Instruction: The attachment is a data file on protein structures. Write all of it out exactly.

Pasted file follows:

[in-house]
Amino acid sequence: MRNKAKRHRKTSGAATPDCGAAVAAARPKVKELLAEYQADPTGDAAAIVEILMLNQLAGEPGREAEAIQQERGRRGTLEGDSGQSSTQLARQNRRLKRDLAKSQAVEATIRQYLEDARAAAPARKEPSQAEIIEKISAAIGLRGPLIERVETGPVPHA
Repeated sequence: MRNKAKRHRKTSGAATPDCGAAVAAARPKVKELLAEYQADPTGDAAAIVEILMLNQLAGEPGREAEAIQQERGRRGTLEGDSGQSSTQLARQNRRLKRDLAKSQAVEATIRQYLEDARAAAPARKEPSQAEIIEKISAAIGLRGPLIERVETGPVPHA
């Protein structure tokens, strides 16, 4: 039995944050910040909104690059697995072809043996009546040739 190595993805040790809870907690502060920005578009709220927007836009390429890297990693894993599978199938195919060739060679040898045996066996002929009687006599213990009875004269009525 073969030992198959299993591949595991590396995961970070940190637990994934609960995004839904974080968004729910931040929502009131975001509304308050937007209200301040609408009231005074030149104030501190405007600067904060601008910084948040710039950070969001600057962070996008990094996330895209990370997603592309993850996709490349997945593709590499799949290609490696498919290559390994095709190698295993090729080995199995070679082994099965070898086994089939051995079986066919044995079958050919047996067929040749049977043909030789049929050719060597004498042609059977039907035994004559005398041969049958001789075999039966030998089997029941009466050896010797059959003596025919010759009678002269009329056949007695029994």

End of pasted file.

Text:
[in-house]
Amino acid sequence: MRNKAKRHRKTSGAATPDCGAAVAAARPKVKELLAEYQADPTGDAAAIVEILMLNQLAGEPGREAEAIQQERGRRGTLEGDSGQSSTQLARQNRRLKRDLAKSQAVEATIRQYLEDARAAAPARKEPSQAEIIEKISAAIGLRGPLIERVETGPVPHA
Repeated sequence: MRNKAKRHRKTSGAATPDCGAAVAAARPKVKELLAEYQADPTGDAAAIVEILMLNQLAGEPGREAEAIQQERGRRGTLEGDSGQSSTQLARQNRRLKRDLAKSQAVEATIRQYLEDARAAAPARKEPSQAEIIEKISAAIGLRGPLIERVETGPVPHA
């Protein structure tokens, strides 16, 4: 039995944050910040909104690059697995072809043996009546040739 190595993805040790809870907690502060920005578009709220927007836009390429890297990693894993599978199938195919060739060679040898045996066996002929009687006599213990009875004269009525 073969030992198959299993591949595991590396995961970070940190637990994934609960995004839904974080968004729910931040929502009131975001509304308050937007209200301040609408009231005074030149104030501190405007600067904060601008910084948040710039950070969001600057962070996008990094996330895209990370997603592309993850996709490349997945593709590499799949290609490696498919290559390994095709190698295993090729080995199995070679082994099965070898086994089939051995079986066919044995079958050919047996067929040749049977043909030789049929050719060597004498042609059977039907035994004559005398041969049958001789075999039966030998089997029941009466050896010797059959003596025919010759009678002269009329056949007695029994």